In response to: God, Darwin clash again in Kansas
Both the Nicene and the Apostles' Creeds affirm God the Father as the Creator. I accept this claim.
But I believe in evolution.
I know quite a few people (and know of quite a few more) who are more than willing to write me off as a Christian for such a statement. But how can this be?
Let's look at Kansas, where once again intelligent desing (ID) and evolution are being discussed as curiculum in public schools.
A little self-history: I took my high school biology class in Georgia, where law prevented the class from discussing evolution as more than series of mutations. As such, the class was unable to discuss Darwin's The Origin of Species and any possibility for analytical thinking was kept out. Since then, Georgia schools are required to use a disclaimer stating that evolution is nothing more than a theory and may contain some flaws. After my sophmore year, I moved to Kansas, where a similar debate has been ongoing for nearly eight years. In 2005, the Board of Education decided that ID had a place in the biology classroom (I know a few parents who were key in arguing for this move). Now, the BoE is shifting back to only teaching evolution.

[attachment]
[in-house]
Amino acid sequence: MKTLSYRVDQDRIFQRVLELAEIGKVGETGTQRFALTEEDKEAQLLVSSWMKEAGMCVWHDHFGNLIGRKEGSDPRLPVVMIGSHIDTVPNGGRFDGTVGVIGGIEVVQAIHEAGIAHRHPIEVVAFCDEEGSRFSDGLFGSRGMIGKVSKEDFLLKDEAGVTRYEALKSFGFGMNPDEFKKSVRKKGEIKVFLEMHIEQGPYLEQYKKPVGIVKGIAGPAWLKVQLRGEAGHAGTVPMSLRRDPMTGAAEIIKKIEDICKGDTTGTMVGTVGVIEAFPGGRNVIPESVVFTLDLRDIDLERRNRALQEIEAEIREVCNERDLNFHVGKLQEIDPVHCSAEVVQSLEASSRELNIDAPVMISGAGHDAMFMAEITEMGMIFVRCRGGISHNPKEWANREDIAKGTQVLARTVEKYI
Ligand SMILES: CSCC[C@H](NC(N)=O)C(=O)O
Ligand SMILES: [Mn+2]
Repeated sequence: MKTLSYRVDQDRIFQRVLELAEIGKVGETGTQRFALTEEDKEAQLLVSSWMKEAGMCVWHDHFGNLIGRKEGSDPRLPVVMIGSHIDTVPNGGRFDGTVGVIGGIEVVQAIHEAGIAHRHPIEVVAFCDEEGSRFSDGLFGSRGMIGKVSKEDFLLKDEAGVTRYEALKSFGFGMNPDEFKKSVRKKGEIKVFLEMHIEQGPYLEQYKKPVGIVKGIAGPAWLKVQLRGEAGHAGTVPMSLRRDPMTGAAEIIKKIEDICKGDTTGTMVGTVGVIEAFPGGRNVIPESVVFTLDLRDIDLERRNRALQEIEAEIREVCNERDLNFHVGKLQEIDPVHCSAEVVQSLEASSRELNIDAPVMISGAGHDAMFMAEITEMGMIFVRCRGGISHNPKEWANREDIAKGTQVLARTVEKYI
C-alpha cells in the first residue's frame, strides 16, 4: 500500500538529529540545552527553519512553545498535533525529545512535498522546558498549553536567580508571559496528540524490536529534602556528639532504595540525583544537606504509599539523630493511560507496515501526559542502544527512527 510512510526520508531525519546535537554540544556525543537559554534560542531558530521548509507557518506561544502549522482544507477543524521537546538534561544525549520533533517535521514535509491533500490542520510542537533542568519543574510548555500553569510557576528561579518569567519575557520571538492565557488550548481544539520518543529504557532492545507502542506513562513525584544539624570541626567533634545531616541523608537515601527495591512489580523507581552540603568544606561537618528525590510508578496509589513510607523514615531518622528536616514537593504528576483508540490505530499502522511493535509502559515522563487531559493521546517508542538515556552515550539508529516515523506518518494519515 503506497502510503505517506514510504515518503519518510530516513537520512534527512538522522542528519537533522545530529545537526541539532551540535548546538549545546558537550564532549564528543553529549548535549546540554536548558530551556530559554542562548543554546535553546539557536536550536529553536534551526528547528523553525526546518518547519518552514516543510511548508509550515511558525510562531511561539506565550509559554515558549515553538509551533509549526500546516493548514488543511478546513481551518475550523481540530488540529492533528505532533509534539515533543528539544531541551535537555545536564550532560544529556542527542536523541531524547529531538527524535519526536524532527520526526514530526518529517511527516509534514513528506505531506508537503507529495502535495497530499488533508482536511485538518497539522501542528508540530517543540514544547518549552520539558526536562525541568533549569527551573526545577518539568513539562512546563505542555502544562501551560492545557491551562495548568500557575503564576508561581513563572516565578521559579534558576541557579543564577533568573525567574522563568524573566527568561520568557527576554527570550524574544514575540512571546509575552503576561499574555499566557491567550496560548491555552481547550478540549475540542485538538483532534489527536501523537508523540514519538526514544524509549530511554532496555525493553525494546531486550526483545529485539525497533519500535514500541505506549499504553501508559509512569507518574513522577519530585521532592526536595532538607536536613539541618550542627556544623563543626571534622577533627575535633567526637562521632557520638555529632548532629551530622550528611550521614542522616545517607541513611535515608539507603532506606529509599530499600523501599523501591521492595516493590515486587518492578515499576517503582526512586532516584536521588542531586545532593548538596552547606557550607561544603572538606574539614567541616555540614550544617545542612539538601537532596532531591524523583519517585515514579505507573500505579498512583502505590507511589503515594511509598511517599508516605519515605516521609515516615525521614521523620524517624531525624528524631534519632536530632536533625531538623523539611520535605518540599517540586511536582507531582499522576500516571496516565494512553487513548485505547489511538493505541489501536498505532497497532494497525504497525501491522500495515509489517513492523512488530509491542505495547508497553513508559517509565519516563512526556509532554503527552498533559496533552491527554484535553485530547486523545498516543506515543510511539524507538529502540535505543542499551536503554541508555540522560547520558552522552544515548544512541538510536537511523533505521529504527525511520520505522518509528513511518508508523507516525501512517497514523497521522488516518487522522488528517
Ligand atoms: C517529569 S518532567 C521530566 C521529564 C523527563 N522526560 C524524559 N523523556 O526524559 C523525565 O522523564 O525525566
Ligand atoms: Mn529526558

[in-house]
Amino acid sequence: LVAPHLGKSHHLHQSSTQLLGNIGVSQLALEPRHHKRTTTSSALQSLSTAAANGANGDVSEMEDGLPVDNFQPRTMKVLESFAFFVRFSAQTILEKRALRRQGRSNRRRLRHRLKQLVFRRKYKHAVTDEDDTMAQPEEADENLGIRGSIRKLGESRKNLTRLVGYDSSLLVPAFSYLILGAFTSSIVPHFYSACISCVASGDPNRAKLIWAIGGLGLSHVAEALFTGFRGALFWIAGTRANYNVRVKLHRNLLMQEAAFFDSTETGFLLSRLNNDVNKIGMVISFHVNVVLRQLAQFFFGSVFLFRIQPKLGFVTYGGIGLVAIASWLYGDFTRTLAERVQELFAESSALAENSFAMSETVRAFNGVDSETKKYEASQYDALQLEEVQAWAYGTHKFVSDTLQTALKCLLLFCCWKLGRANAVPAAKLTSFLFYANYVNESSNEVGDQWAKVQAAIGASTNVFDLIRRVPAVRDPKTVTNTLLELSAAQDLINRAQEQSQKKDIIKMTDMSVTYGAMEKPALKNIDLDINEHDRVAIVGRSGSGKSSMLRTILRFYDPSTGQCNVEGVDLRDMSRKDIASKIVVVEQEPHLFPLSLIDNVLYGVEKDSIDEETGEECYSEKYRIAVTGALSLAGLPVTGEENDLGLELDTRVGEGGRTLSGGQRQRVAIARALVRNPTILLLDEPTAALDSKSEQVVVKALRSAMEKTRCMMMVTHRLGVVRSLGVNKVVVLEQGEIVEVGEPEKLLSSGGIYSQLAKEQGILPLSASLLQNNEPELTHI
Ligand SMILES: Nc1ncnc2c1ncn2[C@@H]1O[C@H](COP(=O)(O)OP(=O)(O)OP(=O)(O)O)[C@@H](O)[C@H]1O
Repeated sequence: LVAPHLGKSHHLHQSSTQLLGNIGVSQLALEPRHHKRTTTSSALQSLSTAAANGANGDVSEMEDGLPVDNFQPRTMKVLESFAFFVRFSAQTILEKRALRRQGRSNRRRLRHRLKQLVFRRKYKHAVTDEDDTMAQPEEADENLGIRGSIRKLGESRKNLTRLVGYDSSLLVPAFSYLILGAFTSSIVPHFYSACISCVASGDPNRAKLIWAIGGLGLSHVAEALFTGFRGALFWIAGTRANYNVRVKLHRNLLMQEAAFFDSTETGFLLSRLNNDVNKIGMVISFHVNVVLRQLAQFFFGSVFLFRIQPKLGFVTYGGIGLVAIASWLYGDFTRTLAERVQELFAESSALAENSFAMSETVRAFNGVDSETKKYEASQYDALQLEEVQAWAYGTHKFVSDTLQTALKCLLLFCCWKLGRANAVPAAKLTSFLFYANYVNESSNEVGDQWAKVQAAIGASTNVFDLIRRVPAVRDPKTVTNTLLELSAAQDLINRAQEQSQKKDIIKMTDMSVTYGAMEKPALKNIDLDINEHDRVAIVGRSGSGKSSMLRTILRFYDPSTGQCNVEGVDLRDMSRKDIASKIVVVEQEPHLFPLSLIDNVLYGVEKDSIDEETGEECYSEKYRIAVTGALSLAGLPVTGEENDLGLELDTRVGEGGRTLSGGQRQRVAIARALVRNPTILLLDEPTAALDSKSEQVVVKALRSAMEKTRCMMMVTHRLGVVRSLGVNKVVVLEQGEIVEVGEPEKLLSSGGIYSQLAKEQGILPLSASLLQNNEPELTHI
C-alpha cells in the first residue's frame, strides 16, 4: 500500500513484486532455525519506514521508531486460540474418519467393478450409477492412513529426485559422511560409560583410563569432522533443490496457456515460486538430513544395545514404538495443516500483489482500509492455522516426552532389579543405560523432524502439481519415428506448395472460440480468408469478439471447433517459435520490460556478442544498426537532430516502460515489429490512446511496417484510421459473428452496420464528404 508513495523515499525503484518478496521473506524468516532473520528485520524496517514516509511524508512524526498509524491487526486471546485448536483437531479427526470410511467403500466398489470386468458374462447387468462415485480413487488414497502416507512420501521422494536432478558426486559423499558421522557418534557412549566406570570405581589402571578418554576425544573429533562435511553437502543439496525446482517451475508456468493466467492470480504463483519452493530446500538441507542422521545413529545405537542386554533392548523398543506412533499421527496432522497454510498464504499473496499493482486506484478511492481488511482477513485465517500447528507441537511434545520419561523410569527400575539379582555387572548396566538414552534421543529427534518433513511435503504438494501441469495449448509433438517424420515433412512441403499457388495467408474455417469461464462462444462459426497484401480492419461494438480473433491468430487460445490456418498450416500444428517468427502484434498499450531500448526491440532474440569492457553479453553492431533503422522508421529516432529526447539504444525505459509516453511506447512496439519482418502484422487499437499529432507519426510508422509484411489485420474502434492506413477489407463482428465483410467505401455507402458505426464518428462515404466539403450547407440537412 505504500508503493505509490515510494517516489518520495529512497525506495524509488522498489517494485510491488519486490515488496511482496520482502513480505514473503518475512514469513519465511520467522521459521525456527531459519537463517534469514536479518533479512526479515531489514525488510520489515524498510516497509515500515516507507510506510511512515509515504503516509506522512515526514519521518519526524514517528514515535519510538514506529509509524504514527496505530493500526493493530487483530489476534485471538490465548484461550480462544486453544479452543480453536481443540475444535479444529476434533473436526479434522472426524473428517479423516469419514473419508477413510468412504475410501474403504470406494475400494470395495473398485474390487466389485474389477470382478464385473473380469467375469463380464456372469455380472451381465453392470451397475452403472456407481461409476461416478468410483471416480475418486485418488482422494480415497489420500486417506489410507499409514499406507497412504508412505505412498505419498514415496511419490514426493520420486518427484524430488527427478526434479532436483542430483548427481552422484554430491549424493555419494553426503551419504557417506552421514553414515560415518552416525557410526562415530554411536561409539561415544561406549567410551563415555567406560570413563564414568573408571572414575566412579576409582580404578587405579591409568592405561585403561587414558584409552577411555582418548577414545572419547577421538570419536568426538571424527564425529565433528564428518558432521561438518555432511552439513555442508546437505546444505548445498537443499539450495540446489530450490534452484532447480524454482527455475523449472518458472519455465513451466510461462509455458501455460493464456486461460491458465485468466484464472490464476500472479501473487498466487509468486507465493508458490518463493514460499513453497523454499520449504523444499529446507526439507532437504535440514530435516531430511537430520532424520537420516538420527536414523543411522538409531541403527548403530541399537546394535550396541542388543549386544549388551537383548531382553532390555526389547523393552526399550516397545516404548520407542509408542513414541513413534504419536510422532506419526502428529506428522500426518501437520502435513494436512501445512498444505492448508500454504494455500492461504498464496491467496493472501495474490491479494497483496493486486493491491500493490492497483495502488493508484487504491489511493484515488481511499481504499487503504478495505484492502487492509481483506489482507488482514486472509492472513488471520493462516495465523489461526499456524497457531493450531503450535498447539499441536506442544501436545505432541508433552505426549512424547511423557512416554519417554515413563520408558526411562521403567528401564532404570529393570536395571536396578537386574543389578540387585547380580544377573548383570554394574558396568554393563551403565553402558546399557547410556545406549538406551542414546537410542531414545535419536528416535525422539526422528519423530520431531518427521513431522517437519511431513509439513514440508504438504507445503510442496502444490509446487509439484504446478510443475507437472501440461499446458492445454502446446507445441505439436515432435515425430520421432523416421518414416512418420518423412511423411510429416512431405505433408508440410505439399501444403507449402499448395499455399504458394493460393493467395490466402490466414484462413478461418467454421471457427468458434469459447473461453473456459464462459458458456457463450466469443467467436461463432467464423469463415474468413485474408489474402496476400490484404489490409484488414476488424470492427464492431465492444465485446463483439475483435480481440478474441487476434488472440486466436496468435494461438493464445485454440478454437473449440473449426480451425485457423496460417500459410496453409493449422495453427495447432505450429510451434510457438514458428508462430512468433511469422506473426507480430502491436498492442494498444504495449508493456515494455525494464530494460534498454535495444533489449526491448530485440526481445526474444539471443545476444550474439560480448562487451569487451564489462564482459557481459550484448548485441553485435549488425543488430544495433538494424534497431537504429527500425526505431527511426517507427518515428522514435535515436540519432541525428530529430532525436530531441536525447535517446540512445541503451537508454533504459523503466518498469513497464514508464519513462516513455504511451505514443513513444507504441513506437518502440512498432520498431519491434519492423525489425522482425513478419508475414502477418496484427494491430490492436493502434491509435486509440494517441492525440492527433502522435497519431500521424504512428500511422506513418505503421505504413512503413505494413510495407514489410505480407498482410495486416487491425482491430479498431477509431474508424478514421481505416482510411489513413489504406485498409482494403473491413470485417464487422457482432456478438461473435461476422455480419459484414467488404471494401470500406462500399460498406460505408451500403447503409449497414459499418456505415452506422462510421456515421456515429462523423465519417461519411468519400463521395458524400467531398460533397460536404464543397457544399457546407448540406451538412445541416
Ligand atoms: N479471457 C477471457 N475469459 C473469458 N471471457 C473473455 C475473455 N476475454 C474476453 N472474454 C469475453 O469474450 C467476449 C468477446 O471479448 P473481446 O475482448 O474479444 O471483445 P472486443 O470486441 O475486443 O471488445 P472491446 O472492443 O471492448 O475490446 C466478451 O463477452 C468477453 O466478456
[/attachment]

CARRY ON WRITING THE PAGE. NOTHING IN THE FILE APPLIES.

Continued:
For those who are unaware, there are a few things that evolution cannot explain. For example, we have yet to find the so-called "missing link" between apes and men. ID claims that these wholes can be filled in by an intelligent creator (most of the time, he's called God). But what scientific (or even philosophical) evidence is there for this? The kalam cosmological argument posists an intelligent designer but merely a statement and not proof. God cannot be proven or disproven (to do so would be to put God under the laws of logic and physics, the very things that He created). The existence of such a designer must be taken purely on faith.
I accept that God is the designer. I also accept that evolution was his method of choice for creation. Do these contradict? Are God and Darwin against eachother? Absolutely not.